Masahiro Kawai

From BR Bullpen


Masahiro Kawai (川相 昌弘)

  • Bats Right, Throws Right
  • Height 5' 9", Weight 162 lb.

BR Register page

Biographical Information[edit]

Masahiro Kawai was an infielder for 23 years in Nippon Pro Baseball, primarily with the Yomiuri Giants. Known for his defense and bunting, he won several Gold Gloves, made two All-Star teams and set several sacrifice hit records.

Kawai was a pitcher in high school. In 1982, Yomiuri took him in the first round of the 1982 NPB draft. He was moved to the infield and debuted for the Giants in 1984, mostly as a defensive substitute and pinch-hitter, getting only 126 plate appearances over 159 games in his first four years. He got 81 plate appearances at age 23 in 1988, hitting .268/.307/.423.

Masahiro became a regular for the 1989 Giants, batting .254/.312/.361 and won his first Gold Glove as the top defensive shortstop in the Central League. He hit .190/.261/.238 for Yomiuri as they won the 1989 Japan Series. The next season, he set a new Nippon Pro Baseball record with 58 sacrifice hits and put up a good .288/.356/.450 line with career highs in slugging, home runs (9) and steals (9). He made the first of his two All-Star appearances and won another Gold Glove. In the 1990 Japan Series, he went 2 for 10 with a walk and a game four home run, a rare bright spot as the Giants were swept.

In 1991, the Yomiuri shortstop took home his third Gold Glove while hitting .251/.330/.312 with a career-best 36 RBI. He laid down 66 successful sacrifice hits, breaking his own record; his mark would later be topped by Shinya Miyamoto. The next year, Masahiro had a .258/.312/.345 and led the CL with 42 sacrifice hits. Takahiro Ikeyama broke his Gold Glove run at short.

Kawai hit .290/.350/.381 in 1993 and made his second All-Star appearance while winning his fourth Gold Glove. His 176 total bases and 23 doubles were career highs and his 45 sacrifice hits gave him the CL lead for a fourth consecutive year. Masahiro scored a career-high 69 runs in 1994 and hit .302/.376/.357, setting highs in average and OBP as well. He finished 9th in the Central League in average and won his fifth Gold Glove. He only batted .091/.160/.136 in the 1994 Japan Series but Yomiuri still won.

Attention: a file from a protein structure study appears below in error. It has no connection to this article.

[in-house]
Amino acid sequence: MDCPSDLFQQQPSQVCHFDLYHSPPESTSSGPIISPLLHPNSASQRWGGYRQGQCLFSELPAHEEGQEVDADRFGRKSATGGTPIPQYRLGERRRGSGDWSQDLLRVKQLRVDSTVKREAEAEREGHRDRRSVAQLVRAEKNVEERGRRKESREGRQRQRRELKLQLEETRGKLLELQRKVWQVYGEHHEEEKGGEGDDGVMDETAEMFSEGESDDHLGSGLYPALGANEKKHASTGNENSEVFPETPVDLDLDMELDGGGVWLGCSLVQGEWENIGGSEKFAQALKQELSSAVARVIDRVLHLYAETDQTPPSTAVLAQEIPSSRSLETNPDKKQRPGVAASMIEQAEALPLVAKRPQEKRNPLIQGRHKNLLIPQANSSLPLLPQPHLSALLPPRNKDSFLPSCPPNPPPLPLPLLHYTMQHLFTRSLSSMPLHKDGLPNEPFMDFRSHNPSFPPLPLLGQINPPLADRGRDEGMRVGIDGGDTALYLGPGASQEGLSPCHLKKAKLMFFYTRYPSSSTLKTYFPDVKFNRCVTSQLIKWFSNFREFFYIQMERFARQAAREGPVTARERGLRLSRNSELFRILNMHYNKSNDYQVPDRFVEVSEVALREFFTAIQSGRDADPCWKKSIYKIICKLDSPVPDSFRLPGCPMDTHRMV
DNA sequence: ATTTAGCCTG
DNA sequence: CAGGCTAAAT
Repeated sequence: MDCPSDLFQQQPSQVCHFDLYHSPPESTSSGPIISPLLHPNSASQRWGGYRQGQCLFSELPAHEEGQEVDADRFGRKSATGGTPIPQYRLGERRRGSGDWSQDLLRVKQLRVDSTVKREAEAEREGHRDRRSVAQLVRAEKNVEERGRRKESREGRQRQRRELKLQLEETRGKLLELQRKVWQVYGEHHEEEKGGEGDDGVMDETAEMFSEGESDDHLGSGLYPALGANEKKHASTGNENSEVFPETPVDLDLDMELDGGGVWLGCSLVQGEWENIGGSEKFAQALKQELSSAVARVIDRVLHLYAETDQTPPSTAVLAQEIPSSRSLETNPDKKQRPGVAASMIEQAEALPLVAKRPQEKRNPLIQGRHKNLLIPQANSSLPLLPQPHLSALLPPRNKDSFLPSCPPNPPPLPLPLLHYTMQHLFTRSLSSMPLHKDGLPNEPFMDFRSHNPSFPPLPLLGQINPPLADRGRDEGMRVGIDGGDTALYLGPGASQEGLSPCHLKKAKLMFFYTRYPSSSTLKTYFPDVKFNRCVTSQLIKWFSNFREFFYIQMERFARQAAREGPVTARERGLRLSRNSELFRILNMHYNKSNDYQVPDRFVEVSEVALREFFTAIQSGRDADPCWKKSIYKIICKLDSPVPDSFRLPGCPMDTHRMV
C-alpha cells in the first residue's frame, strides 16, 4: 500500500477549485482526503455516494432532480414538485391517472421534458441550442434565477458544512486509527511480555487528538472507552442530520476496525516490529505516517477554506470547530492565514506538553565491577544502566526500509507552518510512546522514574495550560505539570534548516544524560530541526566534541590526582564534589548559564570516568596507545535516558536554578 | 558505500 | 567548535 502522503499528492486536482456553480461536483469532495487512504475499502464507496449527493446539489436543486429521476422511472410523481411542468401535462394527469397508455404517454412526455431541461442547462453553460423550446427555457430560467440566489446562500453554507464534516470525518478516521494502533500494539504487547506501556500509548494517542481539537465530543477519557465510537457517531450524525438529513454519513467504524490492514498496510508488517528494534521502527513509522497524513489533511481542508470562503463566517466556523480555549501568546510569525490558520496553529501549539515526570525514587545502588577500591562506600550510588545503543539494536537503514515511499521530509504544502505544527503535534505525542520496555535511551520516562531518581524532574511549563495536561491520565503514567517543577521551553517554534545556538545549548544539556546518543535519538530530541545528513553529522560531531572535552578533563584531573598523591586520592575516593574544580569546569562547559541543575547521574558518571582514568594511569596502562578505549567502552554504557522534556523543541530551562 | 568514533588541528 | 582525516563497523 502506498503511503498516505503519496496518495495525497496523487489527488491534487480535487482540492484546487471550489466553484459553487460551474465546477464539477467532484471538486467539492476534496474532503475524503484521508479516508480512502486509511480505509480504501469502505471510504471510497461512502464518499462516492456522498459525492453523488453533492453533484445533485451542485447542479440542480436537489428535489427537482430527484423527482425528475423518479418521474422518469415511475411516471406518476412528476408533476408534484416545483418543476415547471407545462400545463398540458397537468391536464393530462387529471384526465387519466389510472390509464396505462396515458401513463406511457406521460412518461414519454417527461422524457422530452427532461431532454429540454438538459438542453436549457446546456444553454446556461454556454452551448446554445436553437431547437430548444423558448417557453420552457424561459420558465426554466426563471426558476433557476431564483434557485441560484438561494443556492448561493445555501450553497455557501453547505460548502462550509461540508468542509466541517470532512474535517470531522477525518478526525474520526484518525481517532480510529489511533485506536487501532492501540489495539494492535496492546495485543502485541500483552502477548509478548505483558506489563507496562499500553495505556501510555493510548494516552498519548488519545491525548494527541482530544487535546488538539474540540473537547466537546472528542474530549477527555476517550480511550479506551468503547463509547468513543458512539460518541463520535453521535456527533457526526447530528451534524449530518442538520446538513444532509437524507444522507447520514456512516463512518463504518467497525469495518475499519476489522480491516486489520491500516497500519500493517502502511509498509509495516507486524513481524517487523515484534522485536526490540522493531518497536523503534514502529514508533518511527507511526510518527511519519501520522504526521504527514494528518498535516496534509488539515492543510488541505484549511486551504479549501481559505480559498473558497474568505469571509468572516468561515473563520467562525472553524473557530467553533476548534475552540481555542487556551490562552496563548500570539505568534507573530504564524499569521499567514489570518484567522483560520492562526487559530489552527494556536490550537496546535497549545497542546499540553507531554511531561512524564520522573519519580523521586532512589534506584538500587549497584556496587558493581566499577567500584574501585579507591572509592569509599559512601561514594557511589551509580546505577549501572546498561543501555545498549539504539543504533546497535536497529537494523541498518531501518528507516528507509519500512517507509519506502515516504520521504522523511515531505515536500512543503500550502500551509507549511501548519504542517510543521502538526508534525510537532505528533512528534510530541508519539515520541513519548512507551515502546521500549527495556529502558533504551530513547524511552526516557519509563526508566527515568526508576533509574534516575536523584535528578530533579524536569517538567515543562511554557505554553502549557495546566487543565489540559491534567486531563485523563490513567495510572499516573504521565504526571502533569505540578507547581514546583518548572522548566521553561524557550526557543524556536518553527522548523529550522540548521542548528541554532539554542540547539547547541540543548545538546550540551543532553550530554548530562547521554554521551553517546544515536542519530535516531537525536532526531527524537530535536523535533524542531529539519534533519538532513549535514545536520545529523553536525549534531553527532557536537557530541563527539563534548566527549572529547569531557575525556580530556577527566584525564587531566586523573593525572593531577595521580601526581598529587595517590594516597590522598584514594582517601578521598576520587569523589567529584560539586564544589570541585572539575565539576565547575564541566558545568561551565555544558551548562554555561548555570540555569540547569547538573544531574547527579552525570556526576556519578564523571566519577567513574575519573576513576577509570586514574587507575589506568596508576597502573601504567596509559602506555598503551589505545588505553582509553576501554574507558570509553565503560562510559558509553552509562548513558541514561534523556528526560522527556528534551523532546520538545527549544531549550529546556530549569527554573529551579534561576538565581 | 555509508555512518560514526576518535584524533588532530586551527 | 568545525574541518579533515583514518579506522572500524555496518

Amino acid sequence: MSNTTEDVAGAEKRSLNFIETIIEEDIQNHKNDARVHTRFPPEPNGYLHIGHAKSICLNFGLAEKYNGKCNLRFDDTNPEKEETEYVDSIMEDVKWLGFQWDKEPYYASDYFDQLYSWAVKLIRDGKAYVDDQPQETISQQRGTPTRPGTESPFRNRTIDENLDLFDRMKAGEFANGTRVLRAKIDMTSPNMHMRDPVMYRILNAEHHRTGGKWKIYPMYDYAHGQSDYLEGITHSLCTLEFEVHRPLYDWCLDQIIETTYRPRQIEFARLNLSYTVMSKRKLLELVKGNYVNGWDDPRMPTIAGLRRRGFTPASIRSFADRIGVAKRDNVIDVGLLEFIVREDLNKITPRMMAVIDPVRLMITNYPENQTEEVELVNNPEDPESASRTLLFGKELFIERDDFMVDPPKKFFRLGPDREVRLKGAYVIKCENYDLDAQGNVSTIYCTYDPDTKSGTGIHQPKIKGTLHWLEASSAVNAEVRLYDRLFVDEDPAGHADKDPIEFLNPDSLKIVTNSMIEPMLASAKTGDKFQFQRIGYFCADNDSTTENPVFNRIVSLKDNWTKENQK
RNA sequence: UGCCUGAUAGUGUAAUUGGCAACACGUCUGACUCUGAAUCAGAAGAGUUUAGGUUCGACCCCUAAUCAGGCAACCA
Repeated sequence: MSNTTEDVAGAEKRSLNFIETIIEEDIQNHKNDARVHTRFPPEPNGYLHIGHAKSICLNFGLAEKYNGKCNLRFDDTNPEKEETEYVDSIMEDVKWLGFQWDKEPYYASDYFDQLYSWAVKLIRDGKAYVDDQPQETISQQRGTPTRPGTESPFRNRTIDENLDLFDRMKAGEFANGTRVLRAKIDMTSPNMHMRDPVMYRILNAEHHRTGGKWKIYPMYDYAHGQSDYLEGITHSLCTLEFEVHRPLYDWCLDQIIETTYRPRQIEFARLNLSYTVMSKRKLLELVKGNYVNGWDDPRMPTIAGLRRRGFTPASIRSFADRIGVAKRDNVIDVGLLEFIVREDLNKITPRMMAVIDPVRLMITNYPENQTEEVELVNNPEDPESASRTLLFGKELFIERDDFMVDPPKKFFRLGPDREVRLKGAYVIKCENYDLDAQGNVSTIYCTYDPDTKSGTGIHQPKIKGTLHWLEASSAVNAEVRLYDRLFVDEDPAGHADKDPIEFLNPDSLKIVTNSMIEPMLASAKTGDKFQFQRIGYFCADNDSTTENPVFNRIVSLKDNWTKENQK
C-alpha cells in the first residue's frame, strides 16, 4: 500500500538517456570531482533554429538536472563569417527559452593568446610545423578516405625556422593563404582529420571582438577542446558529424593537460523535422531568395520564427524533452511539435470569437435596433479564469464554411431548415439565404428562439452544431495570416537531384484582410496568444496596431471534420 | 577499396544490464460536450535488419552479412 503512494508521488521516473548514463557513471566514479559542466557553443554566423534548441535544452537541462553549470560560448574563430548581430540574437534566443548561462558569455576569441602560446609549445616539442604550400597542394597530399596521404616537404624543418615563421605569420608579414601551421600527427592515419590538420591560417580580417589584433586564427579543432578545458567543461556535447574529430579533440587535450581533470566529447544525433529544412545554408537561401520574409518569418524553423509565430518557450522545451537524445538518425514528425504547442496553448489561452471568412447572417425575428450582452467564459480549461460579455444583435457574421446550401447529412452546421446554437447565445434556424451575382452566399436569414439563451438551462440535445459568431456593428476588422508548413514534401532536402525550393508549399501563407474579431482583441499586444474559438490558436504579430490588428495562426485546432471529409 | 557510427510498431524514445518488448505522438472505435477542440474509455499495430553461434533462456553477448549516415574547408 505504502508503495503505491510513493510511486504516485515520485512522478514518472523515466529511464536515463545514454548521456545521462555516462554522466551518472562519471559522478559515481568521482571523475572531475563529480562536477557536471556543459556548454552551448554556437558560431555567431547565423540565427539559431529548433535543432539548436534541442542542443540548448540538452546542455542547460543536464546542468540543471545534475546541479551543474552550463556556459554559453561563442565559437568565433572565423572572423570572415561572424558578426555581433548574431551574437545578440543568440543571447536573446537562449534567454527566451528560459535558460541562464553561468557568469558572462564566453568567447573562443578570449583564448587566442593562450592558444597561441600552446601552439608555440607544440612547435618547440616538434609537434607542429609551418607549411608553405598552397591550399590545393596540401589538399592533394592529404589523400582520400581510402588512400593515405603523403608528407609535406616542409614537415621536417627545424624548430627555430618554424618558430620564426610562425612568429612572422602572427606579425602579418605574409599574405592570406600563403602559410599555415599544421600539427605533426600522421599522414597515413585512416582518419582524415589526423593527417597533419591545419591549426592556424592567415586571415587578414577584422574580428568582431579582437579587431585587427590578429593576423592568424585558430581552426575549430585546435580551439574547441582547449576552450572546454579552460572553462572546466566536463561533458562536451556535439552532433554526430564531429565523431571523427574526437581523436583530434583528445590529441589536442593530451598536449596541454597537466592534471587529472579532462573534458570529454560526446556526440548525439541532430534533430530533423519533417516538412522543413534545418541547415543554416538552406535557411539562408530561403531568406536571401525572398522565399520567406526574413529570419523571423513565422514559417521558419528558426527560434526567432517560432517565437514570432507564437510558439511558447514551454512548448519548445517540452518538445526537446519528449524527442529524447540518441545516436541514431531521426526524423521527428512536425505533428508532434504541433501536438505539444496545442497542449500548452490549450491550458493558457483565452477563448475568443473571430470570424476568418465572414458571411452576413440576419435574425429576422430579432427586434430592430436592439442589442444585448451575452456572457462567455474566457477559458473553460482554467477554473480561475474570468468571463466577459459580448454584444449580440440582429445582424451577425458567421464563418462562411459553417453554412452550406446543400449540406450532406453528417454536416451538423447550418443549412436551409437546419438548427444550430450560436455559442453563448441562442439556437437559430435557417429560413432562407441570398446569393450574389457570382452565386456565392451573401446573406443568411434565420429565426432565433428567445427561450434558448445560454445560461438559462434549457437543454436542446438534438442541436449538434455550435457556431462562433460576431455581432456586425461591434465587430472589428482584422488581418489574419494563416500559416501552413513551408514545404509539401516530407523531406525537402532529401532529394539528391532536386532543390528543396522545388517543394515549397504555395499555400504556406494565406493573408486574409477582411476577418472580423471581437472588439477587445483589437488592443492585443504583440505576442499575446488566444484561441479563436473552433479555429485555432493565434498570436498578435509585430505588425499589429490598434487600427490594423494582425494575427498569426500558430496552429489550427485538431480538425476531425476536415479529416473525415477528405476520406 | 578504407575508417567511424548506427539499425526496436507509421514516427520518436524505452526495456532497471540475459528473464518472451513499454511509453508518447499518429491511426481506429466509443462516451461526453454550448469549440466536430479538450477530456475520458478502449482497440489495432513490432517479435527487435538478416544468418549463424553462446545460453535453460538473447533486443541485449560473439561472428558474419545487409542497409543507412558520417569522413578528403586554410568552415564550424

In 1995, the 30-year-old veteran produced at a .261/.348/.313 rate and lost the Gold Glove to Kenjiro Nomura. His 47 sacrifice hits led the league. The next season, Kawai batted just .232/.310/.277 and won his sixth and final Gold Glove; he also led in sacrifice hits for the sixth time (56). He was 4 for 13 with 4 walks in the 1996 Japan Series. He capped his 7th sacrifice hit title in 8 years and the last of his career by laying down 45 in 1997, when he hit .288/.355/.392.

Masahiro batted .256/.301/.327 during the 1998 season and he failed to reach 100 games played for the first time in six years as Daisuke Motoki was used regularly at short; Kawai remained the starter. He became the chairman of the board of the Japan Professional Baseball Players Association that winter; he would hold the job for three years before Kazuyoshi Tatsunami took his place.

By 1999, though, he was on the bench usually, hitting .295/.371/.302 in 149 AB and 82 games, in a backup role again after a decade as the starter. Tomohiro Nioka was now the starting shortstop and would hold the role for years.

Kawai had only 58 AB in 54 games in 2000, batting .190/.294/.207 (he was 0 for 1 with a sacrifice in the 2000 Japan Series) and 52 AB in 73 games the next season, hitting .288/.315/.462. His career had come full-circle from defensive sub in the 1980s to starter in the 1990s to defensive sub in the 2000s.

In 2002, the 37-year-old produced at a .219/.246/.289 rate in 132 AB over 88 games, backing up Nioka at short, Motoki at third and Toshihisa Nishi at second base. In the 2002 Japan Series, he played one game at third as a defensive sub. His brightest moment may have been in 2003; though he hit only .238/.247/.300 in 80 AB over 72 games and was rarely playing short (primarily subbing for Akira Eto and Motoki at third), he won national acclaim when he laid down his 512th career sacrifice hit. This broke Eddie Collins' world record and got significant media attention in Japan. Robert Whiting, perhaps using a fair bit of hyperbole, says that it "was greeted with as much fanfare as if he had surpassed the home run record. There were fireworks on the Tokyo Dome electronic scoreboard and a flowery ceremony involving Kawai's wife and children, accompanied by tears of joy all around." Yomiuri then tried to pressure him to retire but he refused and the club released him after 20 years with them.

Kawai caught on with the Chunichi Dragons for 2004 and hit .261/.393/.391 in 23 AB, playing 80 games, almost exclusively as Tatsunami's backup at third base. In the 2004 Japan Series, he played three games at third and did not bat. In 2005, the 40-year-old again was the defensive substitute at third. He hit .294/.294/.412 in 17 AB over 69 games. For his final season, he batted .273/.304/.273 in 22 AB in 51 games. He played one game in the 2006 Japan Series and, very fittingly, laid down a successful sacrifice bunt in his final plate appearance after 23 years in NPB.

His career offensive line read .266/.333/.345 with 533 sacrifice hits in 1,909 games. Ken Hirano (451) was second all-time in NPB in sacrifice hits at the time of Kawai's retirement with no other player within 200.

Kawai retired after the 2006 season and was hired by Chunichi as a coach.

Sources: by Gary Garland, The Meaning of Ichiro by Robert Whiting